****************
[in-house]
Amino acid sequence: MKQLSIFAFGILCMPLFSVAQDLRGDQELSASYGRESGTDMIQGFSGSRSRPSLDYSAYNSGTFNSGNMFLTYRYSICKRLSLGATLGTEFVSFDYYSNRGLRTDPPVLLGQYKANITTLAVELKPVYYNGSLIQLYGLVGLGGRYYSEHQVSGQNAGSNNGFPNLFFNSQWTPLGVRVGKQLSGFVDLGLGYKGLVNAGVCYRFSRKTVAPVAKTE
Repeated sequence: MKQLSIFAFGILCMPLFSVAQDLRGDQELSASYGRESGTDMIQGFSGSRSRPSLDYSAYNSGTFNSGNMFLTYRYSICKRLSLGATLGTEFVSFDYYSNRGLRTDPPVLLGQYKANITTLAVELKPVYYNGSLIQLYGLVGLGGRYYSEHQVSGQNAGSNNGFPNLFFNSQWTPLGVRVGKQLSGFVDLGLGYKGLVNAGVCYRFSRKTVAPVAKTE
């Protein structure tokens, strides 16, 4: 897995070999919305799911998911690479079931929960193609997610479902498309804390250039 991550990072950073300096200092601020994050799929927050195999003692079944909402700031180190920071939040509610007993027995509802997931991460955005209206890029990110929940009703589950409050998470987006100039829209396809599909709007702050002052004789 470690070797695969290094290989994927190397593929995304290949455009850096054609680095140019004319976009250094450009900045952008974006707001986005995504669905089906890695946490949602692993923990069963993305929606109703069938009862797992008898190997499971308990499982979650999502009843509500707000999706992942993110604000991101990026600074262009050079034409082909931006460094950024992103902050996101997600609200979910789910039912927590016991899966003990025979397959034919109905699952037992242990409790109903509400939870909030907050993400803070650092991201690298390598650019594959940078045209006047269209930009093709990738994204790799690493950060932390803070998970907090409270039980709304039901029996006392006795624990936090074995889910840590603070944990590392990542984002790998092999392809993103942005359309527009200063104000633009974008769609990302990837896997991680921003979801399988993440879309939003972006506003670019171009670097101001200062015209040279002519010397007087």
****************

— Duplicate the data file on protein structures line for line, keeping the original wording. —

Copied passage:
[in-house]
Amino acid sequence: MKQLSIFAFGILCMPLFSVAQDLRGDQELSASYGRESGTDMIQGFSGSRSRPSLDYSAYNSGTFNSGNMFLTYRYSICKRLSLGATLGTEFVSFDYYSNRGLRTDPPVLLGQYKANITTLAVELKPVYYNGSLIQLYGLVGLGGRYYSEHQVSGQNAGSNNGFPNLFFNSQWTPLGVRVGKQLSGFVDLGLGYKGLVNAGVCYRFSRKTVAPVAKTE
Repeated sequence: MKQLSIFAFGILCMPLFSVAQDLRGDQELSASYGRESGTDMIQGFSGSRSRPSLDYSAYNSGTFNSGNMFLTYRYSICKRLSLGATLGTEFVSFDYYSNRGLRTDPPVLLGQYKANITTLAVELKPVYYNGSLIQLYGLVGLGGRYYSEHQVSGQNAGSNNGFPNLFFNSQWTPLGVRVGKQLSGFVDLGLGYKGLVNAGVCYRFSRKTVAPVAKTE
């Protein structure tokens, strides 16, 4: 897995070999919305799911998911690479079931929960193609997610479902498309804390250039 991550990072950073300096200092601020994050799929927050195999003692079944909402700031180190920071939040509610007993027995509802997931991460955005209206890029990110929940009703589950409050998470987006100039829209396809599909709007702050002052004789 470690070797695969290094290989994927190397593929995304290949455009850096054609680095140019004319976009250094450009900045952008974006707001986005995504669905089906890695946490949602692993923990069963993305929606109703069938009862797992008898190997499971308990499982979650999502009843509500707000999706992942993110604000991101990026600074262009050079034409082909931006460094950024992103902050996101997600609200979910789910039912927590016991899966003990025979397959034919109905699952037992242990409790109903509400939870909030907050993400803070650092991201690298390598650019594959940078045209006047269209930009093709990738994204790799690493950060932390803070998970907090409270039980709304039901029996006392006795624990936090074995889910840590603070944990590392990542984002790998092999392809993103942005359309527009200063104000633009974008769609990302990837896997991680921003979801399988993440879309939003972006506003670019171009670097101001200062015209040279002519010397007087």